NEW YORK - Despite uproar caused by scandals of spying on Muslim communities in the United States, a new poll has found that New York Police Commissioner Ray Kelly enjoys a strong support among New Yorkers.
"New Yorkers brush aside the gripes about police surveillance of the Muslim community, Maurice Carroll, director of the Quinnipiac University Polling Institute, said in a statement cited by Reuters on Tuesday, March 13.
Voter approval of the way police are handling terrorism is through the roof and overall approval for police in general and for Commissioner Ray Kelly is undented by criticism.
The poll by Quinnipiac University found that 58 percent of New Yorkers approve the way the New York Police Department dealt with Muslims.
Only 29 percent of respondents said police dealt with Muslims unfairly, while 13 percent did not know or had no answer.
Sixty-three percent of respondents said they approve the way New York police are doing their job.
Some 31 percent of respondent disapprove.
Eighty-two percent of those polled said that NYPD has been effective in combating terrorism, against 14 percent.
Kelly himself won an approval rating of 64 percent to 25 percent, which fell within the normal range for him.
Kelly's all-time high Quinnipiac rating of 71 percent came in May 2011 and his all-time low of 52 percent came in January 2007.
"The numbers have been consistently high," said Carroll.
"People think the cops do a good job."
The survey included 963 New York City voters, with a margin of error of plus or minus 3.2 percent.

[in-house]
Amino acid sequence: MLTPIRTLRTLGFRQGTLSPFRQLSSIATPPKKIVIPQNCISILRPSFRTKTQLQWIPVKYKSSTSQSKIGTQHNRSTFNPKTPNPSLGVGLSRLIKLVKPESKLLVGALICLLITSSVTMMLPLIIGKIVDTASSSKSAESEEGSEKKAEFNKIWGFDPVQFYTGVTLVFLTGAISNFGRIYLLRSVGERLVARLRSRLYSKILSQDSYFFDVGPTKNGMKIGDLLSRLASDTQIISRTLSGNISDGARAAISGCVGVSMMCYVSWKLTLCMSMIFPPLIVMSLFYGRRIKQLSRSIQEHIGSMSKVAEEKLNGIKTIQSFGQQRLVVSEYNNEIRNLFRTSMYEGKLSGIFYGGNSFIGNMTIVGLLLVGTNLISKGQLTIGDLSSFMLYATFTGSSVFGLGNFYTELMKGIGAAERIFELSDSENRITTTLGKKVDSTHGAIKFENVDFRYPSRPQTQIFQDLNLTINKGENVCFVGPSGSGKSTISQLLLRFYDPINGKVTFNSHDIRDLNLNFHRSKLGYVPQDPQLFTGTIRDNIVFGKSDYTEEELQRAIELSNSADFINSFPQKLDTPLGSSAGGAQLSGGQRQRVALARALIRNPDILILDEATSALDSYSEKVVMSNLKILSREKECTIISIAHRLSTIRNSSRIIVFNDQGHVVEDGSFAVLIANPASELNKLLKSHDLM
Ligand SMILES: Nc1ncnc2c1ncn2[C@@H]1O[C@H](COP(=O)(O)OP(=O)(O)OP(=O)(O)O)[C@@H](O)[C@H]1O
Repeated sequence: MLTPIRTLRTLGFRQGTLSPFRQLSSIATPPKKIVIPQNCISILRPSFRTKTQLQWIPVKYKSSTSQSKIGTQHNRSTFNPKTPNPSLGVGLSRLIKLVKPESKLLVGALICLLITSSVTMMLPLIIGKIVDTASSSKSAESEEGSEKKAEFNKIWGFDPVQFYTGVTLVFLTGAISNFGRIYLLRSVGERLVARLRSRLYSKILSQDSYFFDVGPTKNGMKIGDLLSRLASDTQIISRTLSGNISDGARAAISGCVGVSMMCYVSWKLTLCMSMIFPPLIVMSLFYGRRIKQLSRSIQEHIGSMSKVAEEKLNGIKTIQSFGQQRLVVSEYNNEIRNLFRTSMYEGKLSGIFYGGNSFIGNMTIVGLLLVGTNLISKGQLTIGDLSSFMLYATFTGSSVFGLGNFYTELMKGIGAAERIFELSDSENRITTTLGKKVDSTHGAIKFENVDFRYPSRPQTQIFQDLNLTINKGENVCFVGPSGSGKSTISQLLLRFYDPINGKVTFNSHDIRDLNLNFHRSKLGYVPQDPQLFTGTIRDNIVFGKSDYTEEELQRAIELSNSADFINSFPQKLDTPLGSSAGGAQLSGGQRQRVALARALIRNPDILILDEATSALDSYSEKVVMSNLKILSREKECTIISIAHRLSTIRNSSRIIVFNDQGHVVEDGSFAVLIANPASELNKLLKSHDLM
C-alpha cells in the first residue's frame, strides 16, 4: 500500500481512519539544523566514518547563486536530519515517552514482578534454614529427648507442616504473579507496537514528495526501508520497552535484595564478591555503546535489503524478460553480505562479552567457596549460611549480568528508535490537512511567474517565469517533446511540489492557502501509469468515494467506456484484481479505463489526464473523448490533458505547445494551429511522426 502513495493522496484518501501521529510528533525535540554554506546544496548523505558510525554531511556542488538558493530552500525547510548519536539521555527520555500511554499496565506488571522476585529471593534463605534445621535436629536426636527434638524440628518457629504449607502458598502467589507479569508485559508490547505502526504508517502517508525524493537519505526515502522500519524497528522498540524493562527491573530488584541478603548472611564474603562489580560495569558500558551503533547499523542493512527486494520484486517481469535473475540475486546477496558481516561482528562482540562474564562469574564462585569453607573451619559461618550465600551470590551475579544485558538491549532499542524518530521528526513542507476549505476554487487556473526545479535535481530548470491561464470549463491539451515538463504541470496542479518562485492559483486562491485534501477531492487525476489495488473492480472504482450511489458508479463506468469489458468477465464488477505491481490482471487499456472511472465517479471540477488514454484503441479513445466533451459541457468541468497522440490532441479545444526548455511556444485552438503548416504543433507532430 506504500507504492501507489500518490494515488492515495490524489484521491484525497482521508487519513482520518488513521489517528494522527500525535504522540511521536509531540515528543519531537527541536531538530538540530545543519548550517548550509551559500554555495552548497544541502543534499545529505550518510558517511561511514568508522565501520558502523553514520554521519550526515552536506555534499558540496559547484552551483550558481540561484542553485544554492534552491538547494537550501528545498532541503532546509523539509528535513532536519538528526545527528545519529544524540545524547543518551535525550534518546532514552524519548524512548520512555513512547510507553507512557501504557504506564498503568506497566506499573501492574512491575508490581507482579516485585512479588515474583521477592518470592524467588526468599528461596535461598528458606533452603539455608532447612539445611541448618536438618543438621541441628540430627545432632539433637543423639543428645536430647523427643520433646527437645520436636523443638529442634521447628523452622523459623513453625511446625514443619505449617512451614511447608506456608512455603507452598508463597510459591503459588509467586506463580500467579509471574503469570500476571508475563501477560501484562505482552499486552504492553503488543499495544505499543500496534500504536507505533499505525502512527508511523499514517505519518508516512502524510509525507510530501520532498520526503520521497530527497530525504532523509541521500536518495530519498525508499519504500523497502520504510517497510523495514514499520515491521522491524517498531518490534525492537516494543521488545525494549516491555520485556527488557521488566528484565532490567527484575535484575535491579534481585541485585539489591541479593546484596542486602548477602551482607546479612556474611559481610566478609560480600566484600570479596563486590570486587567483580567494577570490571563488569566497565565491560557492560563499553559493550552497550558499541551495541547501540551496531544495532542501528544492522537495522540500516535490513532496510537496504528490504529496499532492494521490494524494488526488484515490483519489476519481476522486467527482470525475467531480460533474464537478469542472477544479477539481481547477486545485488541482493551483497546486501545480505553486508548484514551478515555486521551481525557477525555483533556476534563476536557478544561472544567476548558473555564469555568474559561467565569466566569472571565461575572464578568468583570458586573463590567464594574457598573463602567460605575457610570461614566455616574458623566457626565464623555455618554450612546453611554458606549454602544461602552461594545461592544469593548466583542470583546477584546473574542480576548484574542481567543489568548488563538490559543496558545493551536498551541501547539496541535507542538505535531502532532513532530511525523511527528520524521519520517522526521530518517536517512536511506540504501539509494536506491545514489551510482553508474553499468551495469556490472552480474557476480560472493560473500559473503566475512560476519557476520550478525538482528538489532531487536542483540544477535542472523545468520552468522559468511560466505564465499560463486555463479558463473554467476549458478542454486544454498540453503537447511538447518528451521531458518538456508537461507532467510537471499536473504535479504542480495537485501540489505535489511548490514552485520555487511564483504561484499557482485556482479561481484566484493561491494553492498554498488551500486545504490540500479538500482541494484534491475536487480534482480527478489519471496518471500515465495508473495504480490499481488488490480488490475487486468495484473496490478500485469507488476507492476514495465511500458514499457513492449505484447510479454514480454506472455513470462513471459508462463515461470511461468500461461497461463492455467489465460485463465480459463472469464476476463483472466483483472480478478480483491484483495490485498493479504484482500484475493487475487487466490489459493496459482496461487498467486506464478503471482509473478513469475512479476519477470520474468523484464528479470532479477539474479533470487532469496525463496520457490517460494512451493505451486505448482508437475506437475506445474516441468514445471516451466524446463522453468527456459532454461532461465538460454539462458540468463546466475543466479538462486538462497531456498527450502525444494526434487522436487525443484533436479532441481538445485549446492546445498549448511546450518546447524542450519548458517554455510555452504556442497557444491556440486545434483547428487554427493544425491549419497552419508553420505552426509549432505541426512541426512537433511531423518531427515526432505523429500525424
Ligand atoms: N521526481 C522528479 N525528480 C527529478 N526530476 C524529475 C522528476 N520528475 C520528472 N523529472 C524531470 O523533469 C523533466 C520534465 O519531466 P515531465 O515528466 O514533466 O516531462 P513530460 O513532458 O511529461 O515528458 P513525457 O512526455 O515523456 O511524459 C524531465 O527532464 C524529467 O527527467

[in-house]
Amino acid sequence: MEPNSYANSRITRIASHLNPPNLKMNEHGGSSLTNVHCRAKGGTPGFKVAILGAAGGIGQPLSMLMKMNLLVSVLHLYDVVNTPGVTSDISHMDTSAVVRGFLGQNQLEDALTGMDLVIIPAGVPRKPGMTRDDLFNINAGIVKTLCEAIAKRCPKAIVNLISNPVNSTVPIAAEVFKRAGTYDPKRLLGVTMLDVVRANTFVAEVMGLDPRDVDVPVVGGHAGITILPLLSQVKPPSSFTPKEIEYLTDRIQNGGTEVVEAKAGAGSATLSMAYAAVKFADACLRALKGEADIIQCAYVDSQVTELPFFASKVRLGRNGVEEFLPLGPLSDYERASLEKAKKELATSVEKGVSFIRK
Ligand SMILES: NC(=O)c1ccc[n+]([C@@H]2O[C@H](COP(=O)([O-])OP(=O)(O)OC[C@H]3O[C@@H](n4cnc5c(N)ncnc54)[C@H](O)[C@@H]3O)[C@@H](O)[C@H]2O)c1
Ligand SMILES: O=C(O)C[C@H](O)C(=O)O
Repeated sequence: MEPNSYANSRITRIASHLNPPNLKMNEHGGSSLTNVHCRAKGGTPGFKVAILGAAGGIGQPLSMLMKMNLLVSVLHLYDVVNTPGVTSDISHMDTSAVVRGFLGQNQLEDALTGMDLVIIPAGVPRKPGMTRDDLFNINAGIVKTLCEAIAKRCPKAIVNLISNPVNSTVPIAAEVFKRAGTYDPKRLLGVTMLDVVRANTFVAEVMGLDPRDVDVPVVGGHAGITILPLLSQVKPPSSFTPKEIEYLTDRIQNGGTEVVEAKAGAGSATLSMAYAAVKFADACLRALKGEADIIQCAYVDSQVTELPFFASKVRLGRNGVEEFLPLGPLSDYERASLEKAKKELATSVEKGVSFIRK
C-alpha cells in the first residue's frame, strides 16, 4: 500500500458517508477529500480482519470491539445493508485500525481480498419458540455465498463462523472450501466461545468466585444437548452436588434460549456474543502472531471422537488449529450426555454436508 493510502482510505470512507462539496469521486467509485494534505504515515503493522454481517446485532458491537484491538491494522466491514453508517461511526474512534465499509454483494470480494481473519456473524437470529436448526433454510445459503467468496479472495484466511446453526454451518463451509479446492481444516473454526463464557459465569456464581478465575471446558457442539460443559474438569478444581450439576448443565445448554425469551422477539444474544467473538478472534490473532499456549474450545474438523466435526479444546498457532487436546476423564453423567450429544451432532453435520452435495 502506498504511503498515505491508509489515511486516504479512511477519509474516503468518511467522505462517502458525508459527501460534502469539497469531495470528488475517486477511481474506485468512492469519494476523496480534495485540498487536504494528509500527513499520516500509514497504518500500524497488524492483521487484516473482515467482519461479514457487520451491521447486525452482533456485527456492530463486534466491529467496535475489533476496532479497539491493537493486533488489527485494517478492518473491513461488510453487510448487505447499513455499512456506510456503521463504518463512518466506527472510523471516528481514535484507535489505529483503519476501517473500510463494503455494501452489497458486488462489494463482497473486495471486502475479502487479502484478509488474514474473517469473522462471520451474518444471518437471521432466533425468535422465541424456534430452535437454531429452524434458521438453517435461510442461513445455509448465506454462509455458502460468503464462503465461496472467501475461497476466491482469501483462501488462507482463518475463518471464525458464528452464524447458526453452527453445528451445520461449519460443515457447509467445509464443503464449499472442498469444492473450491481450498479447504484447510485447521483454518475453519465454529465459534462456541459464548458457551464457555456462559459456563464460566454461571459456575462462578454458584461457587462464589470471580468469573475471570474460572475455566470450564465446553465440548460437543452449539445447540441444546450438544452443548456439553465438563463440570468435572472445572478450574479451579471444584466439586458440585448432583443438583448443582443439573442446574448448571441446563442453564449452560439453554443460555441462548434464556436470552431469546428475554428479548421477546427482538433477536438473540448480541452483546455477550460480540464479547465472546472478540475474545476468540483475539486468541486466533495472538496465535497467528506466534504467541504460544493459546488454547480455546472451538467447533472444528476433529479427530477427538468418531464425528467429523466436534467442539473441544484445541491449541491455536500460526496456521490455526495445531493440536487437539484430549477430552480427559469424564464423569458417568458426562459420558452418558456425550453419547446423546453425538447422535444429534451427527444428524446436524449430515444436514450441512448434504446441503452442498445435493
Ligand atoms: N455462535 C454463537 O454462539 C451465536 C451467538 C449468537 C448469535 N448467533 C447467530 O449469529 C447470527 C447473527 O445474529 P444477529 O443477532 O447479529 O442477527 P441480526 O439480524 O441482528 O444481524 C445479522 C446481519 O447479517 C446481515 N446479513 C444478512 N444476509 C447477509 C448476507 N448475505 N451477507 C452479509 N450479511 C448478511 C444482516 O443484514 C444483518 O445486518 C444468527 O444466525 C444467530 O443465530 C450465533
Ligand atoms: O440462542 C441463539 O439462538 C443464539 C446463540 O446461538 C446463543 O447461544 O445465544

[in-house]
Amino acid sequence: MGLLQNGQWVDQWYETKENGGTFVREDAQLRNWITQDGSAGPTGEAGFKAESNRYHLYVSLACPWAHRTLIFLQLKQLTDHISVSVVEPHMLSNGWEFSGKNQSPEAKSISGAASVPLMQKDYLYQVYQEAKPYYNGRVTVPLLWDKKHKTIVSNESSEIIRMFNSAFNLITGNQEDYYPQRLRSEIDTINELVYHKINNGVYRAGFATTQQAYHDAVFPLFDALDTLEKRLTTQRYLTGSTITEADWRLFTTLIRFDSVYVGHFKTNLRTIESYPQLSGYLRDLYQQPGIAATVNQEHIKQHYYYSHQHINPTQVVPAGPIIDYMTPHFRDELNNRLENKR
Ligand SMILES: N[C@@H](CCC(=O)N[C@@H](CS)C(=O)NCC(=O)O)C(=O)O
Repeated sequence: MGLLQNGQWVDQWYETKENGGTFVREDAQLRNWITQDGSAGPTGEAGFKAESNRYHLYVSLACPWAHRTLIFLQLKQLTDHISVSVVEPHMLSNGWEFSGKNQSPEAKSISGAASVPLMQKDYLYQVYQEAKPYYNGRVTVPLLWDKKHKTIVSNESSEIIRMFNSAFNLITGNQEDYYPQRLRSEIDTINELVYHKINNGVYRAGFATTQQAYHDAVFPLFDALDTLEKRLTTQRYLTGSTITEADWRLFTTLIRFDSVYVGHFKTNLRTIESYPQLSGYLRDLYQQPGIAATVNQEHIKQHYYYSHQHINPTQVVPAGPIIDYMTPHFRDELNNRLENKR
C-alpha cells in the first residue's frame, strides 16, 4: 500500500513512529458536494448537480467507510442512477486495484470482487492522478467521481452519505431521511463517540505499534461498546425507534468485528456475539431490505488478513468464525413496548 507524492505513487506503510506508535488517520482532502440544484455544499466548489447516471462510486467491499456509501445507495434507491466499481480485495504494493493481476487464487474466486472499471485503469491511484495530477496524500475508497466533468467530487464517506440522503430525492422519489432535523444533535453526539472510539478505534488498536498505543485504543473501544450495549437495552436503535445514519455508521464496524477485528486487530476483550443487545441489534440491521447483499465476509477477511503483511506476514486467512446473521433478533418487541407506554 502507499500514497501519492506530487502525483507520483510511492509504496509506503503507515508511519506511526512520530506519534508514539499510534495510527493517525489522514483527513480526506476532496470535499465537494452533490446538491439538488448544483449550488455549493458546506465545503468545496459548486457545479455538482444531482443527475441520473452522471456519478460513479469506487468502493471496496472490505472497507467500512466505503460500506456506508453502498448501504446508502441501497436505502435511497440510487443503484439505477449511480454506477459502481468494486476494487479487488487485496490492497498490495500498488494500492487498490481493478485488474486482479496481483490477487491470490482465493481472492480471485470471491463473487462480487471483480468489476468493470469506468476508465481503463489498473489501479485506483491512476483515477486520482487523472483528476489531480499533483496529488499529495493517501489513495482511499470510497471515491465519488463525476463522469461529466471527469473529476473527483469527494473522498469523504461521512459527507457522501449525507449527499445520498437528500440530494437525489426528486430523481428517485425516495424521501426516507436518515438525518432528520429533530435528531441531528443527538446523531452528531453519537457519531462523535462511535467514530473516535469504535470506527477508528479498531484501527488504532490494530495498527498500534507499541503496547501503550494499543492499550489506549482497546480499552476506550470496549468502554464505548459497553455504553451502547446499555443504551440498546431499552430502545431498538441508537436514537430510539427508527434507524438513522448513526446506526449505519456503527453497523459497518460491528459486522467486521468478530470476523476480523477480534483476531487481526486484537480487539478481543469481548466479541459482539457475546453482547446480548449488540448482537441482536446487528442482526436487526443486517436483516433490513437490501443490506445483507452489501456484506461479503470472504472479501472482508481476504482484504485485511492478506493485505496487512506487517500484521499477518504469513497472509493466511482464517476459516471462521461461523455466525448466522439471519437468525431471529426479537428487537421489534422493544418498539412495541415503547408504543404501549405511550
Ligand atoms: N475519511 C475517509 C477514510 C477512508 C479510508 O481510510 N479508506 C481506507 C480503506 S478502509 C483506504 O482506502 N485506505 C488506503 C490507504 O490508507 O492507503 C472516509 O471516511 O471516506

The survey follows a number of scandals, in which New York police involved in spying on Muslim communities in the US.
Last year, the Associated Press revealed that the NYPD sent out undercover officers into ethnic communities to track their daily life and monitor mosques as well as Muslim student organizations.
It also revealed that the NYPD intelligence had established so-called Demographics Unit using plainclothes police officers to monitor ethnic groups in the metropolitan region.
The AP also found that the NYPD kept secret files on businesses owned by second- and third-generation Americans specifically because they were Muslims.
According to the agency, police photographed businesses and eavesdropped at lunch counters and inside grocery stores and pastry shops.
A May 2006 report addressed to NY police commissioner Kelly had revealed that the police recommended increasing surveillance of Shiite mosques in the city.
The NYPD was also embroiled in a controversy over using a video screening accusing Muslims of launching a holy war on the West as a training material for its officers.
The film, The Third Jihad: Radical Islam's Vision for America, claims that "the true agenda of much of Muslim leadership here in America" is to "infiltrate and dominate America."
The film sparked charges of a cover-up and calls for Kelly and Deputy Commissioner Paul Browne to resign.New York Police have also been caught in a ticket-fixing scandal in the Bronx, manipulating crime statistics in Brooklyn.